A rogue cherry tomato plant is sporting fruit in the midst of the beets. Another is peaking through the wildflower bed that replaced the compost pile. Last year a zucchini plant surprised us, flourishing in that very pile.
And then there are the sunflowers.
We planted several sunflower seeds around the property this spring, but so far as I can assess nothing has come from them. Perhaps they lacked moisture when it was most critical. Or perhaps they were crowded and smothered by competing growth. I certainly could have been more attentive to their needs, cultivating and coddling and coaxing. All I can say with certainty is that those chosen locations are silent and void.
But we have sunflowers. Towering up between the cabbages and tomatoes are a handful of volunteers that took it upon themselves to grow where their last-season ancestors dropped their seeds. Never mind the intervening tiller and hoe; never mind the crowding, otherwise-assigned real estate of the garden, it was quite apparently in their interest to grow. And now, as July dissolves into August, they tower over the garden rows as sentinel observers – whether with welcome or warning I cannot say.
A more fastidious gardener would have yanked them long ago as intrusions in the orderliness of the plantings. But I rather like them there – random acts of nature’s kindness – contributing beauty, to be sure, and whimsical novelty; but also because of their silent but stately reminder that I am not finally in control of this soil. There are underworkings of which I am completely unaware – silent and minuscule machinations beneath the surface that, yes, sometimes produce weeds and other invasives against which I will wage horticultural battle; but also, from time to time, and in always surprising places, the very towering blossom of…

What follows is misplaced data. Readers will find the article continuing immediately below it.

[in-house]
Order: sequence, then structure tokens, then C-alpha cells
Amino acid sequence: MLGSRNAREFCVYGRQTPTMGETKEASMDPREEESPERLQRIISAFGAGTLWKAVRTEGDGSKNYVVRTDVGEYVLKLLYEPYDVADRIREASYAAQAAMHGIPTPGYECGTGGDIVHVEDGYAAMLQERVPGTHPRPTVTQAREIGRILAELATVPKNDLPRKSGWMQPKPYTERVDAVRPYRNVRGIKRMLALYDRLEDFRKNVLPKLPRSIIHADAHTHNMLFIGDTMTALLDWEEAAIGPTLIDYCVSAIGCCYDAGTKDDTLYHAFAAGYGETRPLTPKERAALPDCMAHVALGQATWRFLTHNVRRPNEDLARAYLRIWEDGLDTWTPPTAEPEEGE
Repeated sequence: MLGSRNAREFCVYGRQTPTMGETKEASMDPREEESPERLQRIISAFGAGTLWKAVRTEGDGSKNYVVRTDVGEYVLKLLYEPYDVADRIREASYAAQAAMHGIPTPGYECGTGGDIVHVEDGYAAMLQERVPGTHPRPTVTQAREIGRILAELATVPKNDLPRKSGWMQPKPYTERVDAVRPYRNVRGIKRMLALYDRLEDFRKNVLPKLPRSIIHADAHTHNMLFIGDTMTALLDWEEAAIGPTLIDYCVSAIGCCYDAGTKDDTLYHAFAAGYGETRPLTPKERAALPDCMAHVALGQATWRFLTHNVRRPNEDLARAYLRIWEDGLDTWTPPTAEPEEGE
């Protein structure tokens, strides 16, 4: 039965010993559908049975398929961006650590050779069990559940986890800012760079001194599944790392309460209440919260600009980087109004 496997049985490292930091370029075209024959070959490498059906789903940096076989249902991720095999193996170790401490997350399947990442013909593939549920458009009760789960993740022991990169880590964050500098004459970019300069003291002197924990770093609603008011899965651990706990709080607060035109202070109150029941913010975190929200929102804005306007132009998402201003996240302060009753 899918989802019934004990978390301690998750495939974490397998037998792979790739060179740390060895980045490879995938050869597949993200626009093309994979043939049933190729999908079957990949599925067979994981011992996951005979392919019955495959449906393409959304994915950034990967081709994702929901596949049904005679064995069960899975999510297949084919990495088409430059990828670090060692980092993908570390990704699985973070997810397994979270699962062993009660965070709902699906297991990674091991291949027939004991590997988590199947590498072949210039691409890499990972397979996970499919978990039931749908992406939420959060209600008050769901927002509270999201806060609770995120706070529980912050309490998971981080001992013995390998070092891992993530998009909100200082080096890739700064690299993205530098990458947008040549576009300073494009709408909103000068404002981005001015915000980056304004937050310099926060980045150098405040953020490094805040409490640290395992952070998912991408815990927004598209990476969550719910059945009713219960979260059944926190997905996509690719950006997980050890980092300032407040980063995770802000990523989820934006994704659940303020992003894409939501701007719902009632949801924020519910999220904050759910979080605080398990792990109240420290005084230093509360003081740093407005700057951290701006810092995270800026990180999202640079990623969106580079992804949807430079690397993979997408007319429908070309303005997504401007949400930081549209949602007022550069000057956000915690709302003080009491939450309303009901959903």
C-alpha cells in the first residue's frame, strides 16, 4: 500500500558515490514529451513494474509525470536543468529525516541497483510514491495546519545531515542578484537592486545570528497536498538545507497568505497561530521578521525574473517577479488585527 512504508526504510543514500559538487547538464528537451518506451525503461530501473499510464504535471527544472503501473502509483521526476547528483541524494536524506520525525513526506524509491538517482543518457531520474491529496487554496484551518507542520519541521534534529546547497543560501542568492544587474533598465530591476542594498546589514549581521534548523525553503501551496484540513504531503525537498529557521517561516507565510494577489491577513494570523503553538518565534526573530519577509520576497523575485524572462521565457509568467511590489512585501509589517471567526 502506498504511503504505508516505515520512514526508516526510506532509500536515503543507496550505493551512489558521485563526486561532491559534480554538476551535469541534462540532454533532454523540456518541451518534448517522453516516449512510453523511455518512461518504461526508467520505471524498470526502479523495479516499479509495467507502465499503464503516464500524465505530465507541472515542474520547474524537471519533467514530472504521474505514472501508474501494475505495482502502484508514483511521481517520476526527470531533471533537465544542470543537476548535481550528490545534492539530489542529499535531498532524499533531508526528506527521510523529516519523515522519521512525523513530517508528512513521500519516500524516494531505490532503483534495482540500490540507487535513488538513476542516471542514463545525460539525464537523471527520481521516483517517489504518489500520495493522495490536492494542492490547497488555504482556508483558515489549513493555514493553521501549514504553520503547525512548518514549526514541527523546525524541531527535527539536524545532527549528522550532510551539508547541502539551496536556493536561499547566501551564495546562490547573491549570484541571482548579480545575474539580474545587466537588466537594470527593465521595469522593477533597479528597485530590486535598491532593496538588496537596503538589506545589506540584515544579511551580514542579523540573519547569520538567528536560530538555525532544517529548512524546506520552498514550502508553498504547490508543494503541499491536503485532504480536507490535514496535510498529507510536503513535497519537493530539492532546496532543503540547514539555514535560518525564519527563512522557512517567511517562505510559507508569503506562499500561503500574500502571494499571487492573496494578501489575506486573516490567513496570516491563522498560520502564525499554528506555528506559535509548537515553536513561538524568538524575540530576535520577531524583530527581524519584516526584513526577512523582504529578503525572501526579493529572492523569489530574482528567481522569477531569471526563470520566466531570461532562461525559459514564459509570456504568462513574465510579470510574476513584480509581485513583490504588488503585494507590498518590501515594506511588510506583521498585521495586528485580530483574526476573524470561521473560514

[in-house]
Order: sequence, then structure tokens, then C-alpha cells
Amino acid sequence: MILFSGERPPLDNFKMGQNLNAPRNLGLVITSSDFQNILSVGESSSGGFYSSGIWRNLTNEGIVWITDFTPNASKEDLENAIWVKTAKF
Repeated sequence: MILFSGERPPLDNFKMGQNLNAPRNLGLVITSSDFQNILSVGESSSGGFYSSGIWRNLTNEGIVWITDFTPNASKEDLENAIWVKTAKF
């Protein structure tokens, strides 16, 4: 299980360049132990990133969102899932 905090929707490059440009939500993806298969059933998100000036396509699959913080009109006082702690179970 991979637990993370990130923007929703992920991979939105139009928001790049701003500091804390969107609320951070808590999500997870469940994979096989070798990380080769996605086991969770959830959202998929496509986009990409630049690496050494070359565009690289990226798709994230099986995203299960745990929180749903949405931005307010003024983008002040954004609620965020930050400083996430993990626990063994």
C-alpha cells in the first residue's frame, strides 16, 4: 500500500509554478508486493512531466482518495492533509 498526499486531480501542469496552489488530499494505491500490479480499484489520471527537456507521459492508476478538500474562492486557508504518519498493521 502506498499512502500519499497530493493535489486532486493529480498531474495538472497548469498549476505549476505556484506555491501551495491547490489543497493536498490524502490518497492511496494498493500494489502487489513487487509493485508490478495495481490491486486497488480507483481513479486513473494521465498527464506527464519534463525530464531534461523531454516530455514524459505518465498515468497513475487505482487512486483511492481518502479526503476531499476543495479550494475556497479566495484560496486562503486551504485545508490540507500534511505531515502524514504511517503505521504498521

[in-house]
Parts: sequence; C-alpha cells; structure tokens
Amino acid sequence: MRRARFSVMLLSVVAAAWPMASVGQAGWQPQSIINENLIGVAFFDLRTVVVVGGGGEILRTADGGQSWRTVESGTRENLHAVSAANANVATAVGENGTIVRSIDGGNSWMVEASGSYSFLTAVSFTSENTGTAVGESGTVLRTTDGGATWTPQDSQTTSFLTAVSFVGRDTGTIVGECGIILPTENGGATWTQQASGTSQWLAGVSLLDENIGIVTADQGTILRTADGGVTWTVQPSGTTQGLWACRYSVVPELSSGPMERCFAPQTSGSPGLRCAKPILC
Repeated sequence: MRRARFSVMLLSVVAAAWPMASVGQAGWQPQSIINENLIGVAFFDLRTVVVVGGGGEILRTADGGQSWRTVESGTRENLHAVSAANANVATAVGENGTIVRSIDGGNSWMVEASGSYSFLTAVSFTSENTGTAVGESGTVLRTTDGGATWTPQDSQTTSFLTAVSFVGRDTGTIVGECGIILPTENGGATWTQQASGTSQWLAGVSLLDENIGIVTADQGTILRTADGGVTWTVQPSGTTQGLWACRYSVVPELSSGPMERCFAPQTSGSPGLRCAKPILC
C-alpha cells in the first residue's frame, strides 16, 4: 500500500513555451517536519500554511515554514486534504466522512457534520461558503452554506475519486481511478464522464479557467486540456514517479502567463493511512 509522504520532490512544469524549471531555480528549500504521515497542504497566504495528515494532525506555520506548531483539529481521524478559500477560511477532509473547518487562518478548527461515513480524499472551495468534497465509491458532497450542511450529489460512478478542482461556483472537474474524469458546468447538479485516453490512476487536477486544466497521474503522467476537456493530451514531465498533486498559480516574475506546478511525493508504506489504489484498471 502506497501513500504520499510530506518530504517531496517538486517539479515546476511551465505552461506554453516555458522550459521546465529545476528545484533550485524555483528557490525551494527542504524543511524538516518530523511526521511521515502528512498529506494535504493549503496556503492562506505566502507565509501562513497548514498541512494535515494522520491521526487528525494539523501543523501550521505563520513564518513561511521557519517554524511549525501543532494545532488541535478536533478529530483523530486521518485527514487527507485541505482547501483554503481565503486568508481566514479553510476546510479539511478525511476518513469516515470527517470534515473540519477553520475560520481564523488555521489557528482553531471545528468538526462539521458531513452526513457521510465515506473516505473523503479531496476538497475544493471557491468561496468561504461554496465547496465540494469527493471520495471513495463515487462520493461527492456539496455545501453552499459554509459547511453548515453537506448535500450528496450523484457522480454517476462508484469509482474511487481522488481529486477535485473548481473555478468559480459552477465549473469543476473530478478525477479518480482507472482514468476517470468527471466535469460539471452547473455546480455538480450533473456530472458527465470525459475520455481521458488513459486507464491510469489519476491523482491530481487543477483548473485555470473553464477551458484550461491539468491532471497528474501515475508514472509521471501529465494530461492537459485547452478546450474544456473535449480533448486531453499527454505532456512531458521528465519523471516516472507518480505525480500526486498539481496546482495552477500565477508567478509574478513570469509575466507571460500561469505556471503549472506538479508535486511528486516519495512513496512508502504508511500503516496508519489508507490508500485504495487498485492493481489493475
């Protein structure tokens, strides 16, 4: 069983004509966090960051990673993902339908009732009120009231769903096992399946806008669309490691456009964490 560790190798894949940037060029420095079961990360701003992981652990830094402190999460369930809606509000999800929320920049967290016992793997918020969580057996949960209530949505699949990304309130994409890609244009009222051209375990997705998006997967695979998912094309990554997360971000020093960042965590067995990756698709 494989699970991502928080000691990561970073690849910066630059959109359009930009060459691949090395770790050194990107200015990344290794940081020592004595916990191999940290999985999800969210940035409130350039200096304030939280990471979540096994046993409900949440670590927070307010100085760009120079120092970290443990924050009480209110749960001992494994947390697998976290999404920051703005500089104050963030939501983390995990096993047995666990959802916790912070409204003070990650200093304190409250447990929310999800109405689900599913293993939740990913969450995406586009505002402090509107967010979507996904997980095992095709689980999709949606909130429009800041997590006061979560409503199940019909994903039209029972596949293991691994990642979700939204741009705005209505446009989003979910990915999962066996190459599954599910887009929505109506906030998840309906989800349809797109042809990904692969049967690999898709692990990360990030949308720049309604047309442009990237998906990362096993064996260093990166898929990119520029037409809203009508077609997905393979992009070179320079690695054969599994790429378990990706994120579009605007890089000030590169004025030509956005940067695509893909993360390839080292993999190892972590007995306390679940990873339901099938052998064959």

Though I haven’t adequately rehearsed the discipline, this garden experience prompts me to survey the corners and rows of the other parts of my life; suspecting the very real likelihood that unexpected graces could well be showing their faces there, too – among the grocery store aisles or the freeway lanes or the pedestrian steps of the sidewalk…
…nudging and elbowing their way into bloom; parading their colors to any with the eyes to see; preparing, in the coming weeks, to scatter their seeds for yet future surprises; next year’s garden plan be damned.